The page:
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Up Close with a Red Water Bloom

AUV Team 2012
(Craig McNeil, right, and Trina Litchendorf prepare AUV for deployment.)

There I was standing on the stern of the R/V Inferno as it came to a stop in the north channel of the Columbia River estuary. The sky had a broken overcast. The waves slowly rolled past. I wondered if Lewis and Clark - when they finally completed their route to the Pacific Ocean - viewed the same huge blooms of red water that I was looking at in the estuary.

Then Craig McNeil, an oceanographer from the Applied Physics Lab at the University of Washington and CMOP investigator, called out to prepare for deployment. He and his team, Trina Litchendorf and Captatin Andrew Reay-Ellers, were launching an autonomous underwater vehicle, simply known as a AUV.

The AUV is a robot which travels underwater without requiring input from an operator. It is equipped with at variety of sensors that can measure the concentration of various elements or compounds, the absorption or reflection of light, and the presence of microscopic life.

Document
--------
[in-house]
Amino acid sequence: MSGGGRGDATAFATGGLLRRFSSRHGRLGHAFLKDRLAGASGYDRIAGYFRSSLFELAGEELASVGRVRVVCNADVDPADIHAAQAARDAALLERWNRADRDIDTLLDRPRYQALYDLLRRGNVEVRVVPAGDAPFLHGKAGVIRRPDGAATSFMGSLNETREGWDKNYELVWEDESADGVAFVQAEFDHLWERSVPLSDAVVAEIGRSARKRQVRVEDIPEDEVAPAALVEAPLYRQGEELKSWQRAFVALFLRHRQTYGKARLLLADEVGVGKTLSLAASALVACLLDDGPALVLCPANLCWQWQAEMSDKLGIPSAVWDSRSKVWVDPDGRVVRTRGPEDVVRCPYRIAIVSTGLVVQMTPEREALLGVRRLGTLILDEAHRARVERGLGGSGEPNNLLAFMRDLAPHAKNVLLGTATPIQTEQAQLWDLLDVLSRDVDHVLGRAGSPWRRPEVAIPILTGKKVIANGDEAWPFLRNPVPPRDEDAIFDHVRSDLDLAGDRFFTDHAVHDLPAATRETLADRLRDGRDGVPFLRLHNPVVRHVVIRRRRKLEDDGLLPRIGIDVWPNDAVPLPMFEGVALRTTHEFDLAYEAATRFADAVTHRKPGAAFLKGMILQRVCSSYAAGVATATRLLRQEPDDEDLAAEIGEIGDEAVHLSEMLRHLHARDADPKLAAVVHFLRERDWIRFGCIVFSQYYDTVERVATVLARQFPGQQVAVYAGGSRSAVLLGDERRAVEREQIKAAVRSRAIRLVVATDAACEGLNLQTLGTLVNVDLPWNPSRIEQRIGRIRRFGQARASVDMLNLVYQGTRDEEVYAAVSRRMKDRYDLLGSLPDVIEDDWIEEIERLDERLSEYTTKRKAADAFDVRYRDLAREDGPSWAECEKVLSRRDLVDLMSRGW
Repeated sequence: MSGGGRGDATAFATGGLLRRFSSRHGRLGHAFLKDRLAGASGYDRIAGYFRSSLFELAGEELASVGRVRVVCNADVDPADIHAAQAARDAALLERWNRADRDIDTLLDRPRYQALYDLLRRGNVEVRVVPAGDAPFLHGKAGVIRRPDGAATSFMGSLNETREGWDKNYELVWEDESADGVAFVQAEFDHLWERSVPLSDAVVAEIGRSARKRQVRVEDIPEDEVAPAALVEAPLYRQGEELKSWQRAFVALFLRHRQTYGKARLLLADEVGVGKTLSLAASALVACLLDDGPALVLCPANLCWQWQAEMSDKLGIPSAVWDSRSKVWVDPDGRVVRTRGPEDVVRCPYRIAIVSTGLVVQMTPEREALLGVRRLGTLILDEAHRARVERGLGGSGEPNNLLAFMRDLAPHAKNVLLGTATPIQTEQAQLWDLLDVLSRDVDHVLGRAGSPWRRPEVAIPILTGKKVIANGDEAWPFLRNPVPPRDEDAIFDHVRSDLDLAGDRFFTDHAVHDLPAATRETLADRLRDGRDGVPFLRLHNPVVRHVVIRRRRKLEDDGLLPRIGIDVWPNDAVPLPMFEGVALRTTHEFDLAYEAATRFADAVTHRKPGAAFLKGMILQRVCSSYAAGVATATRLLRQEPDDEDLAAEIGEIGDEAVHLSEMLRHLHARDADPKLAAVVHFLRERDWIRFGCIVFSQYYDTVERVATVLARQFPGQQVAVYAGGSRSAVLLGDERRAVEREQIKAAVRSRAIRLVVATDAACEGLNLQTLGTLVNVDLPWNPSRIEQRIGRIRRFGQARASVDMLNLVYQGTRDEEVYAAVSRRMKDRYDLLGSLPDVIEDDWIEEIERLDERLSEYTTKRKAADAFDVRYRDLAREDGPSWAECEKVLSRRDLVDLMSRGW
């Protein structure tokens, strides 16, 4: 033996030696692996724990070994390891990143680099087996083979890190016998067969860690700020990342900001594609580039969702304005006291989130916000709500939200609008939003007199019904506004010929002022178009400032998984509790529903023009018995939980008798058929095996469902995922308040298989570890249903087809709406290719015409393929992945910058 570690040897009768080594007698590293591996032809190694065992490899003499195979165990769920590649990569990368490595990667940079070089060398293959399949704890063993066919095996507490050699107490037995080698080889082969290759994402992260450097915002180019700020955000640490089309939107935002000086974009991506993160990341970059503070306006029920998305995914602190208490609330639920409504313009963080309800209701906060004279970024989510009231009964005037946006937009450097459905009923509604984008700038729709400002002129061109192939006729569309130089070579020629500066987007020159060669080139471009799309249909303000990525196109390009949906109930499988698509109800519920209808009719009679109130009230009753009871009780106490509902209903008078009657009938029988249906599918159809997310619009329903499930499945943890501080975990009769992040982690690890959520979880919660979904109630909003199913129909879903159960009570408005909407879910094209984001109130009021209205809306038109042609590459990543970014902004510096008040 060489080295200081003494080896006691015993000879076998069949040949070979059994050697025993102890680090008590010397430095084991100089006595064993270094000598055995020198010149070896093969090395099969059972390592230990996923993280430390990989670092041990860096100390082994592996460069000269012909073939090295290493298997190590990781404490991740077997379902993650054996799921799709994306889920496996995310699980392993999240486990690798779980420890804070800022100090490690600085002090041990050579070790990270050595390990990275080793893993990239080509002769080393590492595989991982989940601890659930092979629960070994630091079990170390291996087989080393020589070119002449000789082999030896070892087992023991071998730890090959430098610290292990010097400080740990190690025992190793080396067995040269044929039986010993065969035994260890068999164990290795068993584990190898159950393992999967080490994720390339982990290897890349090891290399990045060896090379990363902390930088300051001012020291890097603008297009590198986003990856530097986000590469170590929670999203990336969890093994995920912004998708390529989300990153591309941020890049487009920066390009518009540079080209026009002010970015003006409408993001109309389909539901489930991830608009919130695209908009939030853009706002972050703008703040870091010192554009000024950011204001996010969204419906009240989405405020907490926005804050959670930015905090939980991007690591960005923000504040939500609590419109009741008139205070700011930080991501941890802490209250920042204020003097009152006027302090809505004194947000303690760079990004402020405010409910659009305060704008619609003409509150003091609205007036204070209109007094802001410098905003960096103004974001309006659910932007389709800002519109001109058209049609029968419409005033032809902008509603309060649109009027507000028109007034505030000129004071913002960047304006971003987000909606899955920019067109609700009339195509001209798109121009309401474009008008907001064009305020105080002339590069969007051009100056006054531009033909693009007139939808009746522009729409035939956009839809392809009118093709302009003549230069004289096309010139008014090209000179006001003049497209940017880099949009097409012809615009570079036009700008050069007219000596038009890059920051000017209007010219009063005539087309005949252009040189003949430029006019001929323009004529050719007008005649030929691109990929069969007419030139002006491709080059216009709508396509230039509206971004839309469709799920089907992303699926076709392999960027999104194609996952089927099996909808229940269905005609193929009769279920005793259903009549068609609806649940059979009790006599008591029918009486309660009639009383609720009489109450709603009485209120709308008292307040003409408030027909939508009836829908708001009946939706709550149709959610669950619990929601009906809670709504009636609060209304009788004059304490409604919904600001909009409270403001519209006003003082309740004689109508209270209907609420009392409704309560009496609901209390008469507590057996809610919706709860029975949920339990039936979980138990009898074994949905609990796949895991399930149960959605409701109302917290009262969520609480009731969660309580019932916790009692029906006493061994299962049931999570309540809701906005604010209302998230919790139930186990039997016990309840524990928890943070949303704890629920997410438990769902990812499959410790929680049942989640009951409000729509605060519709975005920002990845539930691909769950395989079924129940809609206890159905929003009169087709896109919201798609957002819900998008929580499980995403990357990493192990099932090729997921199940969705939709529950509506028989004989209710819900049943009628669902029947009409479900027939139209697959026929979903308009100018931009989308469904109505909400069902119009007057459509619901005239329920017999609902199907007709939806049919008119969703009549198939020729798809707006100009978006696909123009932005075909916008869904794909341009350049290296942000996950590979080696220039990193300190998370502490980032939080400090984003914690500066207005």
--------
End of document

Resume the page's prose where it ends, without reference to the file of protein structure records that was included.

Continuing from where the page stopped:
CMOP uses AUVs to study the massive red water blooms in the estuary. The blooms are made up of Mesodinium rubrum - a ciliate that is red in color, swims fast, and blooms during late summer and early fall.

The scientific goal is to characterize the vertical structures of Mesodinium rubrum blooms along the North Channel. This information will help CMOP scientists learn more about how red water species "exploit the small-scale physics and nutritional environment to bloom in a large river-dominated estuary."

It has been almost 207 years since Lewis and Clark first laid eyes on the estuary. I imagine they may have wanted to capture the moment for everyone to see. Well luckily I had a small underwater camera with me. I attached it to a pole and put it down along the waterline. As the boat slowly moved forward, the red water splashed over the lens. It was an up close look at how red the bloom can get.

Read more about APL-UW's partnership with CMOP.